Nike’s setup today is unlike anything we’ve seen in a very long time. It’s fundamentals are showing signs of stabilization, with a) an exceptionally strong footwear business offsetting week apparel in China and parts of Europe, and b) gross margins finally headed back up again after many quarters missing expectations, a) inventories getting back into balance with an outline. But at the same time we’re seeing the worst sell side sentiment Nike has seen in 14 years.
It’s not enough for us to simply take those two factors and buy the stock. Last I check stocks on trade on a two factor model. Ours uses about another 25. Over the past three weeks we’ve been advising clients to trade around a range of $96 to $101, which is served us and them quite well. The problem however is that once Nike broke down through $96, a number starting with an eight is in play. From the fundamental standpoint I can point to zero reasons why it will get there. But near-term irrational stock moves don’t happen based on fundamentals.
Sentiment: So what has Sell-side sentiment so bad? Currently only 37% of the ratings are Buy. What’s funny is that if Wall Street coverage was accurate there would be a fairly even distribution of readings across the buy sell and hold spectrum. Nike however usually has a buy ratio between 90% and 100% percent. Just three months ago it’s ratio hit a recent low of 75% and has since been cut in half to 37%. Just put this into context this is a ratio that’s just slightly above that of JCPenney one of the worst companies and retail right now.
SIGMA: Those who track our Sigma analysis will immediately see that Nike has swung right up to quadrant four of our chart. This is a very critical move in that for the past nine quarters Nike’s positioning on this quadrant has moved either down or to the left, both of which are bad. Were often asked what the most favorable move is for company in this analytical framework, and the answer is clear. It’s the one that Nike just did. It’s when sales begin to grow faster than inventories and the rate of degradation in margins begins to ease. This is a prime set up for improvement into the sweet spot for the next four quarters. That’s when stocks work in retail.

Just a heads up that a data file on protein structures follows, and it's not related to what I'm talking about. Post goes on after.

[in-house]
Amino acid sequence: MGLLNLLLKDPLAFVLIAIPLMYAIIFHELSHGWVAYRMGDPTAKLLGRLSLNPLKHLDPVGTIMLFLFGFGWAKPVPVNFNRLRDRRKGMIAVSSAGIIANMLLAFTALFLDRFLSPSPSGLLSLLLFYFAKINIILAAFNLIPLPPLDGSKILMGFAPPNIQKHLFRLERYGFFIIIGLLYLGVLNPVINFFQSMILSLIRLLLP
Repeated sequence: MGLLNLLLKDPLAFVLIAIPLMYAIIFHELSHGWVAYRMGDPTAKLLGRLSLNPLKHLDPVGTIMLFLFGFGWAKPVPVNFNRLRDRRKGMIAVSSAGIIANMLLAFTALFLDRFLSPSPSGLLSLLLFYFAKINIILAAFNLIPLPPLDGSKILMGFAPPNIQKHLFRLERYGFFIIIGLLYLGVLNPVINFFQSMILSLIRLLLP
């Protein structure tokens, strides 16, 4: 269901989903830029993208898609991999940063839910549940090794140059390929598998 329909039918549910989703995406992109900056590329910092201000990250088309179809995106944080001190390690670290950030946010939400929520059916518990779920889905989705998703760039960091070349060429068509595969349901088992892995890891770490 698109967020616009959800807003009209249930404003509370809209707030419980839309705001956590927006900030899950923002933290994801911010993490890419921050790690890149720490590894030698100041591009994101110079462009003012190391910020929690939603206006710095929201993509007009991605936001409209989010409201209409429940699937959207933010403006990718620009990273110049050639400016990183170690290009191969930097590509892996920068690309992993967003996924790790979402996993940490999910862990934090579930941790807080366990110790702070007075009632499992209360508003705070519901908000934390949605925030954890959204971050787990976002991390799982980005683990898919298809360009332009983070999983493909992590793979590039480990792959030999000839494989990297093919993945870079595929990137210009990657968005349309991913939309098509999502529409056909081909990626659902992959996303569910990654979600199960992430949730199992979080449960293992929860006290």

But again as noted from a risk management standpoint we have to be very careful here. The stock is clearly broken down below its key support level and will be looking to add it back to our real-time positions on red.
Here’s some other puts and takes in the quarter which we thought were notable:
- This is more of a company fluff statistic but we still find it notable how every participating nation in the Olympics sent at least one woman and that 44% of all athletes were women in the Olympic Games. That is obviously great news for a secular trend of increased sports participation for women on a global scale. This helps Nike. Not next week, not next month, but a very big long-term positive.
- China futures down six by no means is positive, but on the two-year run great it was actually a slight improvement from the +2% that Nike put up last quarter.
- Nike Japan posted this +7% growth rate in futures which is the first time in forever that we’re seeing growth over there. Granted, “comps are easy” but Nike has been unable to “comp the easy comp” for the better part of a decade in Japan.
- Gross margins compressed by -80bps reflecting benefit from pricing and cost initiatives that were more than offset by higher input costs for materials and labor and mix shift to lower margin businesses. However, the company did not highlight the impact of the expensing – as opposed to amortization – of tools and molds associated with its digital running gear. They could have ‘explained away’ a good 50bps of margin hit there.
- In looking at regional performance:
- North America revs came in up +23% (footwear +20%, apparel +26%)
- Western Europe revs increased by +6% driven by running, basketball and football
- Eastern Europe revs were up by +16% driven by Russia and Turkey and running
- China revs increased by +7% with double-digit growth in running, basketball and action sports. Apparel was down -1%. Definitely gave the impression on the call that after the initial market-led slowdown, Nike is taking the initiative to tighten its order book to improve the quality of business. Two thoughts on this 1) Let’s give them credit. They might have stuffed the channel, but at least they’re taking the steps to unstuff it. 2) This is reminiscent of Nike circa 2000/01 when Nike had this same problem in the US market. Its subsequent actions have had a lasting impact, and are arguably the bedrock for the numbers we see today.
- Emerging market revs were up +22% driven by running, football, and sportswear. That said we were disappointed to see emerging markets futures come in at +9% on a reported basis (14% Constant Currency). Those are decent enough growth numbers, but the reality is that emerging markets should be putting up mind-bending growth figures.
In a note earlier this week “NKE: A Rare Glimpse,” we looked at the breadth of platform engines driving NKE’s top-line. Free and Dual Fusion are the fastest growing. In fact, these two platforms accounted for nearly half of NKE’s domestic growth over the past year. This is particularly notable given that the NKE Free platform only started selling through Europe less than 6-months ago (March/April), which we expect to continue to help offset persistent macro headwinds.